One of Australia’s largest nursing unions has taken the significant and potentially controversial step of supporting the use and possession of medical cannabis.
The NSW Nurses and Midwives’ Association (NSWNMA), which has 59,000 members, said the drug could benefit patients suffering from chronic pain.
Its 23-member executive committee has adopted a resolution backing recommendations from a bipartisan NSW parliamentary committee, which in 2013 suggested AIDS and terminally-ill patients be allowed to possess and use up to 15g of dry cannabis.
The recommendation was knocked back by the then O’Farrell-led NSW government.
But the issue has since come back on to the state political agenda and Premier Mike Baird is said to be “sympathetic” about people who use cannabis for medicinal purposes.
The premier is against recreational cannabis use but his advisers have repeatedly refused to answer AAP’s further questions about his stance on the drug, including whether or not he has ever tried it.
NSWNMA general secretary Brett Holmes said on Sunday: “Our members recognise the importance of exploring improved options for effective pain management, particularly for those patients who suffer from constant chronic pain.”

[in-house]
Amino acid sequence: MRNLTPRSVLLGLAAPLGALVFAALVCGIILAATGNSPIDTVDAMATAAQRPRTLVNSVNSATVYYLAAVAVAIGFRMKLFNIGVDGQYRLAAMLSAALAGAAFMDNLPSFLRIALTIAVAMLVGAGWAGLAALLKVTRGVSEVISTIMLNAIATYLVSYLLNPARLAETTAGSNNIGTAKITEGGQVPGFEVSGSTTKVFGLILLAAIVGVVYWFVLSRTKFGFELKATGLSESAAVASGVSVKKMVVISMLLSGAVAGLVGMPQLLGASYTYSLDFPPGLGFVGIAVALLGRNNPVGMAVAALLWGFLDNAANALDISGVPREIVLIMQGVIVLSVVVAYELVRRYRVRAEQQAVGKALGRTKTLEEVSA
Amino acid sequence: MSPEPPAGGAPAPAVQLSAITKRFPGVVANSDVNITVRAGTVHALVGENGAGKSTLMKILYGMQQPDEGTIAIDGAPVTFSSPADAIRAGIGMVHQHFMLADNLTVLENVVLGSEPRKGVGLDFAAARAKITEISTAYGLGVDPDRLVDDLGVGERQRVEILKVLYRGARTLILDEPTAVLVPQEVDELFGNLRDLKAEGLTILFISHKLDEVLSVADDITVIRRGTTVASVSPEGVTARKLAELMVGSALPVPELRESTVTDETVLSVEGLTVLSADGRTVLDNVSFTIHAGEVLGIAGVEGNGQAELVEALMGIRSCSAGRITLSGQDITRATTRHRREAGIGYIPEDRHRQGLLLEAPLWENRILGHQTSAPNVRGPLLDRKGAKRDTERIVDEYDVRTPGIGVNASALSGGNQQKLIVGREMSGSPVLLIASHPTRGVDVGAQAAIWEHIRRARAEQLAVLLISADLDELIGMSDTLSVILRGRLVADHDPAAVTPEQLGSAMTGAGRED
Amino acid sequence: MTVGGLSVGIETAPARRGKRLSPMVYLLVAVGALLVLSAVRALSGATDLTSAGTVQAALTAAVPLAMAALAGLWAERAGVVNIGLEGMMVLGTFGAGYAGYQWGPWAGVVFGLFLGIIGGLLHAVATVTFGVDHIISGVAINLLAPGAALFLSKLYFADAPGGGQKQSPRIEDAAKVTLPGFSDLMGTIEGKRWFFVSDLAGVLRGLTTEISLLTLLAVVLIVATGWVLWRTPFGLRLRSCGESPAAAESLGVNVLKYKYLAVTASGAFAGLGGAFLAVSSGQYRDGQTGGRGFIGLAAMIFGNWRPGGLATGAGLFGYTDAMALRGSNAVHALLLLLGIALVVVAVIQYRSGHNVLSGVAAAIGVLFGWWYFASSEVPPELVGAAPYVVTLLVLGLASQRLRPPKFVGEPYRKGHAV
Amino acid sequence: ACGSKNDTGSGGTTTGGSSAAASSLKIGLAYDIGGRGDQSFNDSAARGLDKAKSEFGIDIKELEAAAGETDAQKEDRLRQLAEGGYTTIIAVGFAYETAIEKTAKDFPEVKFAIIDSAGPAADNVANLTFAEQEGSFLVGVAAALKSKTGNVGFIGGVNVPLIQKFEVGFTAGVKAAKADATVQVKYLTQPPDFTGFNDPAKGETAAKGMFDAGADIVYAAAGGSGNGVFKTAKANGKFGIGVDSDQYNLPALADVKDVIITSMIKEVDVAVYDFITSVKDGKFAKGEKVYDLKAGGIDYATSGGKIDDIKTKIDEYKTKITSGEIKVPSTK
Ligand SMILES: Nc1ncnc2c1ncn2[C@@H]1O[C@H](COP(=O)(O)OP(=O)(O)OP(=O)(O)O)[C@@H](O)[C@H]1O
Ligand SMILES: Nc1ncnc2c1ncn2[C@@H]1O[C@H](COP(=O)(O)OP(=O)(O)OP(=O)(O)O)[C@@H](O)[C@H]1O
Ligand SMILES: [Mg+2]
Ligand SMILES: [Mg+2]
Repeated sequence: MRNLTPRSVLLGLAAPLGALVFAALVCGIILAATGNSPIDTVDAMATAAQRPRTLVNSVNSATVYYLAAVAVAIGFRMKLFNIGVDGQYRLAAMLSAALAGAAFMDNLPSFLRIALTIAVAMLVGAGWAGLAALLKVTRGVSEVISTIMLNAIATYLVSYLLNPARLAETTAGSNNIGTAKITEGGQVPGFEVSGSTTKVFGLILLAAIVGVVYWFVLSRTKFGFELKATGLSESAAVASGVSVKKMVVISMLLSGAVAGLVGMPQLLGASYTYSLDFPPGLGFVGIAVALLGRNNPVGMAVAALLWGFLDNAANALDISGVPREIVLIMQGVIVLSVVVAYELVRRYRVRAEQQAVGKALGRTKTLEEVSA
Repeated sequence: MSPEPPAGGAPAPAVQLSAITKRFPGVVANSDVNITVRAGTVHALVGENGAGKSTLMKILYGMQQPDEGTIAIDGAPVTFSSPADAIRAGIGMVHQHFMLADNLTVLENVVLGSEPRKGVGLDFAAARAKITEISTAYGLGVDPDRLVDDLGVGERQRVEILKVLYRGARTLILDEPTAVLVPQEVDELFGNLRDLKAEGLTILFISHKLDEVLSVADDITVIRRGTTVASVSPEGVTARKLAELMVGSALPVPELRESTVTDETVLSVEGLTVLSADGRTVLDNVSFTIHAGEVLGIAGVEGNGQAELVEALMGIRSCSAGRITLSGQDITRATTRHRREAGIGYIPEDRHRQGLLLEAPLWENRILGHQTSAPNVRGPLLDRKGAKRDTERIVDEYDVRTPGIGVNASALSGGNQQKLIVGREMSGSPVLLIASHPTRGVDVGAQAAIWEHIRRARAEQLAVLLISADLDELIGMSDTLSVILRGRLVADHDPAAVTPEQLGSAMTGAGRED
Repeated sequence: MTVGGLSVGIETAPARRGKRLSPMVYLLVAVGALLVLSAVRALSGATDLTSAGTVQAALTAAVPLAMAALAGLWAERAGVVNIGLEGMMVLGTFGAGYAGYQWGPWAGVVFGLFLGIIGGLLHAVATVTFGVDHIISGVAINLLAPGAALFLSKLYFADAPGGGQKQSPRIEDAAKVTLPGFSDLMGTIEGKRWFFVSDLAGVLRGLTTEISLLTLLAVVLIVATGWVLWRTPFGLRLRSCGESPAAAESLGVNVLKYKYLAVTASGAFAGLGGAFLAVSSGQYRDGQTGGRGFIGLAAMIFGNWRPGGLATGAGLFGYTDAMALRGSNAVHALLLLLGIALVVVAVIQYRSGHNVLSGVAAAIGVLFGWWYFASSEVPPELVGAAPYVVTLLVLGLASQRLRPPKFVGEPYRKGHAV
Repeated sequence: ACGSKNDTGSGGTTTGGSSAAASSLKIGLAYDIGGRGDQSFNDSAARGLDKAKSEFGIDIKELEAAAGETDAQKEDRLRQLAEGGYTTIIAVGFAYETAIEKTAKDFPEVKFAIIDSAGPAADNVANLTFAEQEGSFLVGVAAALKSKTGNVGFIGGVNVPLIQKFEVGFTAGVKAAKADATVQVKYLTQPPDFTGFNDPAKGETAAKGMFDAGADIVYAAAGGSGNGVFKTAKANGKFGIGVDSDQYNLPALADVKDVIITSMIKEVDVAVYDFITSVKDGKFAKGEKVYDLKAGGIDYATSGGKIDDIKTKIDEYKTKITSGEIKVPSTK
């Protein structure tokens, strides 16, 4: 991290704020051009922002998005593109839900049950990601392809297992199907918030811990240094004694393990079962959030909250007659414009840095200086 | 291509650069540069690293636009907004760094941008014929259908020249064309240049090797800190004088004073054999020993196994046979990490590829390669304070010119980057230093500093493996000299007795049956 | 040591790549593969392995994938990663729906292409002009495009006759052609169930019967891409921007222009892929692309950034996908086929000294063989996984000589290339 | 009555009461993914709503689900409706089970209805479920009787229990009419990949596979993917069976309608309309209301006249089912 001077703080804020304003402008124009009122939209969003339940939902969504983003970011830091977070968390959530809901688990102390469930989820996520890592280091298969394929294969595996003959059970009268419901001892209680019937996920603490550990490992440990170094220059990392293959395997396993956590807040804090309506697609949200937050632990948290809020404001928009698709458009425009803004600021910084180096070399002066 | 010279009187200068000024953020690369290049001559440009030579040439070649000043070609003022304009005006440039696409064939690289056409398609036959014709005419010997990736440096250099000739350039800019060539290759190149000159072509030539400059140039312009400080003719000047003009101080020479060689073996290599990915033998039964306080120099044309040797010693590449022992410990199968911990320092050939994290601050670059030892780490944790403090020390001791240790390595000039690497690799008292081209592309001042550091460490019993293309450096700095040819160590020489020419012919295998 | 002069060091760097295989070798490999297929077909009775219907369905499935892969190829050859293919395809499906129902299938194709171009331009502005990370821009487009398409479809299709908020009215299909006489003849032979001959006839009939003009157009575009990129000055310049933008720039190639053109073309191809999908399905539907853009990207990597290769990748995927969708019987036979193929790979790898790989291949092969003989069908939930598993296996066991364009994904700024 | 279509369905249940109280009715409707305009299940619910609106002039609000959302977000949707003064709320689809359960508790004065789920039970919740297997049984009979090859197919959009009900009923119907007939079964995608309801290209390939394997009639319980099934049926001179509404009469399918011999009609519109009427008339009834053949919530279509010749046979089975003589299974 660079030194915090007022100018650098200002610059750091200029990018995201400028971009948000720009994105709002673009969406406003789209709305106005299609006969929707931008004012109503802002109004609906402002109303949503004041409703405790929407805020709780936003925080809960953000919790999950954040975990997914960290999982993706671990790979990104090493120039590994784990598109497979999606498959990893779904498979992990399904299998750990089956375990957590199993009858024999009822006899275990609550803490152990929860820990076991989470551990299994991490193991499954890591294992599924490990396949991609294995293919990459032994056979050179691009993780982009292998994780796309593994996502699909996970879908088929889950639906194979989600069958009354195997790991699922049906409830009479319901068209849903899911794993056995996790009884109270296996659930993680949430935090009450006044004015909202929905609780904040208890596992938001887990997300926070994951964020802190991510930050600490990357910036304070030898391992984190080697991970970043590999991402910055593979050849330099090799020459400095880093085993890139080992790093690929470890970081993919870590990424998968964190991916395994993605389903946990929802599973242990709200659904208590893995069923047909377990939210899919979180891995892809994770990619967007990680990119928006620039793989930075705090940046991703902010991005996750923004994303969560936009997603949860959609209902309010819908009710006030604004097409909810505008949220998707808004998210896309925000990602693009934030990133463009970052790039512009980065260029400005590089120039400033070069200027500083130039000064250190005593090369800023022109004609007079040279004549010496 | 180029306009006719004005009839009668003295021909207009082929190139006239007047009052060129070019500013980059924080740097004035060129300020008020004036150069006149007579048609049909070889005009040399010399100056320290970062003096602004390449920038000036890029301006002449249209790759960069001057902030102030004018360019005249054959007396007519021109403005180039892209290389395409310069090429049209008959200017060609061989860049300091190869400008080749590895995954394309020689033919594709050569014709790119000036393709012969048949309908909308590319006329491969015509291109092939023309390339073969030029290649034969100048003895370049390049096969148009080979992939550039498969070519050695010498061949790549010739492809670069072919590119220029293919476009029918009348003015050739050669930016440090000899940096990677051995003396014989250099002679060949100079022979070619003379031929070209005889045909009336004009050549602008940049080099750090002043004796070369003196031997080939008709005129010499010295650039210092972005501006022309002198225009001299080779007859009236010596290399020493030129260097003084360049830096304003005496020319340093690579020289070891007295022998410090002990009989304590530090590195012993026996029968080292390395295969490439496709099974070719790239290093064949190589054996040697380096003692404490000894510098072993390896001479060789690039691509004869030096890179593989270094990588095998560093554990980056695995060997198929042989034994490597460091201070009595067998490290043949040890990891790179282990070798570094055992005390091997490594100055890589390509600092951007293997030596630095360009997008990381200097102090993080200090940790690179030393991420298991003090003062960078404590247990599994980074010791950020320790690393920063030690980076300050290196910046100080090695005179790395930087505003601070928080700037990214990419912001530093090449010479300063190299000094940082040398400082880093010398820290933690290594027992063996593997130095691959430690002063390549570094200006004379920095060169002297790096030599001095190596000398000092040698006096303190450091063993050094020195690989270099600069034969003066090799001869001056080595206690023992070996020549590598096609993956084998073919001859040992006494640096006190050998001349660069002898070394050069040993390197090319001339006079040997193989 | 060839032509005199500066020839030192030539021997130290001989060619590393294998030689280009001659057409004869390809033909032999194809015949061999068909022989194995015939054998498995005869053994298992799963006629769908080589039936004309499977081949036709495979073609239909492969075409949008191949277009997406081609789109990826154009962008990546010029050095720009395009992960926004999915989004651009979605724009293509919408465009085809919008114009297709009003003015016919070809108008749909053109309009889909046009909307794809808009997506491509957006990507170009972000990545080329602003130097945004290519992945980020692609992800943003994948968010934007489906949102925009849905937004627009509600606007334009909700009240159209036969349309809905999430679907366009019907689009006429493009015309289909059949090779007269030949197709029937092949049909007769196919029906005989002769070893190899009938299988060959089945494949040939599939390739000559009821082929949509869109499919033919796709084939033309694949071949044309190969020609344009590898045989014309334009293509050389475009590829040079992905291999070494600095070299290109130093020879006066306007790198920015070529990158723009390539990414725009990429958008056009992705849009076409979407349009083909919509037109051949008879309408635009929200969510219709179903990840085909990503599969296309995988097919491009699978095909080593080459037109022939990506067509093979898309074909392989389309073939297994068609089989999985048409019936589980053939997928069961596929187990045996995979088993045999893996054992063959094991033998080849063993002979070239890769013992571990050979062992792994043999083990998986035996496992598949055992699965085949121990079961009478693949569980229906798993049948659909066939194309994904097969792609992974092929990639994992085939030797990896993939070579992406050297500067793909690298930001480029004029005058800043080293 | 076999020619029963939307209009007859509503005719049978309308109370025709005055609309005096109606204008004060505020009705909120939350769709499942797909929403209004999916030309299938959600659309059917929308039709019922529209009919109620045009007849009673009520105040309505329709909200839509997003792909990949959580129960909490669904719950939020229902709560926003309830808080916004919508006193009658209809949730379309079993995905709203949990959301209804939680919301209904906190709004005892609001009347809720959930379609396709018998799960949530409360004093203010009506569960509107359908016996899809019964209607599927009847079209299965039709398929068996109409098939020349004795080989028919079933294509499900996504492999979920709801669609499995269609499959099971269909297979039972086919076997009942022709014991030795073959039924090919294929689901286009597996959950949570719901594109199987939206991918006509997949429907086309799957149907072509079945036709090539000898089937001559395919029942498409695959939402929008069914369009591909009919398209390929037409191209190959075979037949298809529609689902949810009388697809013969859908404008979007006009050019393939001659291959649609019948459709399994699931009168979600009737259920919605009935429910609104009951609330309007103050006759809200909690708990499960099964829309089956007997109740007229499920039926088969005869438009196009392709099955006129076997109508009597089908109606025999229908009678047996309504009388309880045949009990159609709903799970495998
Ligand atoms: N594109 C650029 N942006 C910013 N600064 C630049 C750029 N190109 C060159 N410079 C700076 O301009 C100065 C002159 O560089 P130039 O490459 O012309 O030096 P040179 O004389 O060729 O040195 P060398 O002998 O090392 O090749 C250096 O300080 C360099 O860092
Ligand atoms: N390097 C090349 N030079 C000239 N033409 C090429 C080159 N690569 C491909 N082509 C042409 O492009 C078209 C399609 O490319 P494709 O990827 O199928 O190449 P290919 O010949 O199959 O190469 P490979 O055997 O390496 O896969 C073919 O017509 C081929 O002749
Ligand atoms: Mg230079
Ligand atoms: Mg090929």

The union pointed to the fact that medical cannabis is already used in other parts of the world by patients suffering from “nausea, Parkinson’s disease, Multiple Sclerosis, Crohn’s Disease and other chronic pain or post-traumatic stress disorders”.
The NSWNMA has also signed a petition started by retired Tamworth nurse Lucy Haslam, whose 24-year-old son Daniel has terminal bowel cancer and uses cannabis to help with the side effects of chemotherapy.
The Haslam family’s online petition has attracted more than 50,000 signatures and calls for the decriminalisation of cannabis for people with terminal cancer.
“We can see the changes in him and fully believe that cannabis is absolutely the right path for him to go down as conventional treatments have failed him,” Ms Haslam said of her son.
The nursing union’s announcement comes just days after NSW Nationals MP Kevin Anderson revealed plans to introduce legislation that could legalise cannabis for terminally-ill patients.
Mr Anderson met Mr Baird in late May to discuss the plan, a key departure from NSW Coalition policy.
“The premier was sympathetic and listened intently while I explained the issue to him and the circumstances surrounding my decision to try and change the laws,” the Nationals MP said after the meeting.
Mr Baird said after the meeting that his government would give “careful consideration” to Mr Anderson’s bill.
He added: “I support the efforts of any Liberals and Nationals member who wishes to prepare a bill for consideration by the government.
“We will give careful consideration to Mr Anderson’s bill, and I have nothing but sympathy for the Haslam family as they struggle with their son’s illness.”